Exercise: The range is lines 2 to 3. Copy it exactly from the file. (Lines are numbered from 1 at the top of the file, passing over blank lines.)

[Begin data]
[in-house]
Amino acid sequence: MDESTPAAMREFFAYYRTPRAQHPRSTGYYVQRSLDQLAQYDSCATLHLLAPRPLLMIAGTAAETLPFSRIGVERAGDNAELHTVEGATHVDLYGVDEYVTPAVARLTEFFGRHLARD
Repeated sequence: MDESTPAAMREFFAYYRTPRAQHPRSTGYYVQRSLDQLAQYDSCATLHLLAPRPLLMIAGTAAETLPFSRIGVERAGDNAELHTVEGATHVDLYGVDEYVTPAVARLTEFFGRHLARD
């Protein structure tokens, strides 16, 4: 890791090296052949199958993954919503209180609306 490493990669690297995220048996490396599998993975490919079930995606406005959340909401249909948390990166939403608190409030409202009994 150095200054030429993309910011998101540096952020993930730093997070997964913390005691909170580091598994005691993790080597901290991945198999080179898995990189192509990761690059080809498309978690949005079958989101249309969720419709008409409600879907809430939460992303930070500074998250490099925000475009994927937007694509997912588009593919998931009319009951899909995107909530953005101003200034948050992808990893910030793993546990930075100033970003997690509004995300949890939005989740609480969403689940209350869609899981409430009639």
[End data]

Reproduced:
Amino acid sequence: MDESTPAAMREFFAYYRTPRAQHPRSTGYYVQRSLDQLAQYDSCATLHLLAPRPLLMIAGTAAETLPFSRIGVERAGDNAELHTVEGATHVDLYGVDEYVTPAVARLTEFFGRHLARD
Repeated sequence: MDESTPAAMREFFAYYRTPRAQHPRSTGYYVQRSLDQLAQYDSCATLHLLAPRPLLMIAGTAAETLPFSRIGVERAGDNAELHTVEGATHVDLYGVDEYVTPAVARLTEFFGRHLARD